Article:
My lawyer asked me questions about how I got along with supervisors in the workplace and if I was sensitive to criticism when the errors I made in my work were criticized. I spoke of the one incident where my assistant supervisor at one job while reprimanding me about a mistake told me that this is why I had such a bad reputation with certain doctors and I got angry and got into an argument with her.
The medical expert (who never met me or saw me in person) testified about my autism and how it would affect my sociability and dysthymia and depression that I was stated to have. Her opinion was entered into the record.
One interesting part of my lawyer’s arguments were my scores on the block design subtest on the Wechsler IQ test. This is a test where a diagram of some colored blocks is shown to a testing subject and they are asked to duplicate the diagram. Because of my perceptual motor impairments due to my brain damage, I do very poorly on this test. It was argued that this could be a contributing factor to my impairments in making a living. The psychologist countered that it would probably impair my ability in drafting or architectural type of professions, but not in typing or as a medical transcriptionist. This is an accurate statement on the part of the psychologist. Though I made an excessive amount of errors in various transcribing jobs that I had, it was due to lack of concentration and autistic "zone-outs" rather than my perceptual motor impairments.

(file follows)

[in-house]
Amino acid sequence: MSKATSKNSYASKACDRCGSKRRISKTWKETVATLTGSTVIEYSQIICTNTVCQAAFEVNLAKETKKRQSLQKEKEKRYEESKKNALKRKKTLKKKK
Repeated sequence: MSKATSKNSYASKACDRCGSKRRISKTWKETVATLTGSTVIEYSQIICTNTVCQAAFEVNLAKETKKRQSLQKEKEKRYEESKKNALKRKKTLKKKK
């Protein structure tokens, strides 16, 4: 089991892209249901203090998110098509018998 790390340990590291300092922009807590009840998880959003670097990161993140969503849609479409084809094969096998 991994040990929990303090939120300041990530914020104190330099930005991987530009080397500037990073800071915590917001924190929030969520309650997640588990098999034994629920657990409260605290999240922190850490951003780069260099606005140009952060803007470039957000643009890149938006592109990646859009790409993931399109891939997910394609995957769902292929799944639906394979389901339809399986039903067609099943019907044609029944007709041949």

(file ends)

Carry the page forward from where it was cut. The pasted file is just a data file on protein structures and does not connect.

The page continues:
I am atypical from apparently some other autistics in this regard. There are apparently some research studies that have shown that autistics do well in the block design test. Of course these are just some studies that were limited to using certain research subjects and cannot be applied to all autistics.
I am happy that it is finally over after waiting for so long. Of course because the hearing is over does not mean the case is over. Because I was able to work at some jobs at a barely acceptable level and my condition basically has stayed the same and has not deteriorated since 1994, I certainly don’t have an absolutely solid case for being able to get social security disability benefits. There are, however, certain precedents in the law where in certain cases there were favorable rulings for claimants in various court cases due to being fired chronically from jobs, so I do have a legal basis for claiming benefits and/or early retirement.